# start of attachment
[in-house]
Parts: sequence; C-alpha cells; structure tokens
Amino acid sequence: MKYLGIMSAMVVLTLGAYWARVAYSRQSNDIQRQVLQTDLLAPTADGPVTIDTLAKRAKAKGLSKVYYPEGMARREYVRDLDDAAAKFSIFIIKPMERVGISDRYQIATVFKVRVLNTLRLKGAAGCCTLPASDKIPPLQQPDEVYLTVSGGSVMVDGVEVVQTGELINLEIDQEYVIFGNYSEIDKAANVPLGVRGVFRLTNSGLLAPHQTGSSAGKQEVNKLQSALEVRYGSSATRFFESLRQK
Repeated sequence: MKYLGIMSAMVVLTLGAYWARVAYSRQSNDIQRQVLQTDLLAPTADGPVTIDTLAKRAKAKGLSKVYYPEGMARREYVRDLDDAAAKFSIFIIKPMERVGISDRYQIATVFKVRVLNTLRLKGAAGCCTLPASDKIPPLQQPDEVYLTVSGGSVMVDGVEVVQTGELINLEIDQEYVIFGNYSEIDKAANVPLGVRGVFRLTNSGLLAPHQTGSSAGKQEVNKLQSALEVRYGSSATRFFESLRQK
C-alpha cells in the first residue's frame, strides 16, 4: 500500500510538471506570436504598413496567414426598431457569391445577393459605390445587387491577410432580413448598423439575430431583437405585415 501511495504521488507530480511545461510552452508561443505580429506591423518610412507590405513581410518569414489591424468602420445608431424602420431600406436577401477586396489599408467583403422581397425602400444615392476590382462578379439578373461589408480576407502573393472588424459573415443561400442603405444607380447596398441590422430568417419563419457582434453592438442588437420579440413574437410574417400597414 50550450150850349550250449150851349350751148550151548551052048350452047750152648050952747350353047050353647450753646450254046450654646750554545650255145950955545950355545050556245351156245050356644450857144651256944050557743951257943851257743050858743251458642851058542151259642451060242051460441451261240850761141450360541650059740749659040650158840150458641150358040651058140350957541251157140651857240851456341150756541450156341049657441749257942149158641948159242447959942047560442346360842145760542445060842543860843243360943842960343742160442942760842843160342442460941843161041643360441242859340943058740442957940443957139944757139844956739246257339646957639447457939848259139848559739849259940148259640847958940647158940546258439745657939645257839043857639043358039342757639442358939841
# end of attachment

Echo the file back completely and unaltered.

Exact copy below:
[in-house]
Parts: sequence; C-alpha cells; structure tokens
Amino acid sequence: MKYLGIMSAMVVLTLGAYWARVAYSRQSNDIQRQVLQTDLLAPTADGPVTIDTLAKRAKAKGLSKVYYPEGMARREYVRDLDDAAAKFSIFIIKPMERVGISDRYQIATVFKVRVLNTLRLKGAAGCCTLPASDKIPPLQQPDEVYLTVSGGSVMVDGVEVVQTGELINLEIDQEYVIFGNYSEIDKAANVPLGVRGVFRLTNSGLLAPHQTGSSAGKQEVNKLQSALEVRYGSSATRFFESLRQK
Repeated sequence: MKYLGIMSAMVVLTLGAYWARVAYSRQSNDIQRQVLQTDLLAPTADGPVTIDTLAKRAKAKGLSKVYYPEGMARREYVRDLDDAAAKFSIFIIKPMERVGISDRYQIATVFKVRVLNTLRLKGAAGCCTLPASDKIPPLQQPDEVYLTVSGGSVMVDGVEVVQTGELINLEIDQEYVIFGNYSEIDKAANVPLGVRGVFRLTNSGLLAPHQTGSSAGKQEVNKLQSALEVRYGSSATRFFESLRQK
C-alpha cells in the first residue's frame, strides 16, 4: 500500500510538471506570436504598413496567414426598431457569391445577393459605390445587387491577410432580413448598423439575430431583437405585415 501511495504521488507530480511545461510552452508561443505580429506591423518610412507590405513581410518569414489591424468602420445608431424602420431600406436577401477586396489599408467583403422581397425602400444615392476590382462578379439578373461589408480576407502573393472588424459573415443561400442603405444607380447596398441590422430568417419563419457582434453592438442588437420579440413574437410574417400597414 50550450150850349550250449150851349350751148550151548551052048350452047750152648050952747350353047050353647450753646450254046450654646750554545650255145950955545950355545050556245351156245050356644450857144651256944050557743951257943851257743050858743251458642851058542151259642451060242051460441451261240850761141450360541650059740749659040650158840150458641150358040651058140350957541251157140651857240851456341150756541450156341049657441749257942149158641948159242447959942047560442346360842145760542445060842543860843243360943842960343742160442942760842843160342442460941843161041643360441242859340943058740442957940443957139944757139844956739246257339646957639447457939848259139848559739849259940148259640847958940647158940546258439745657939645257839043857639043358039342757639442358939841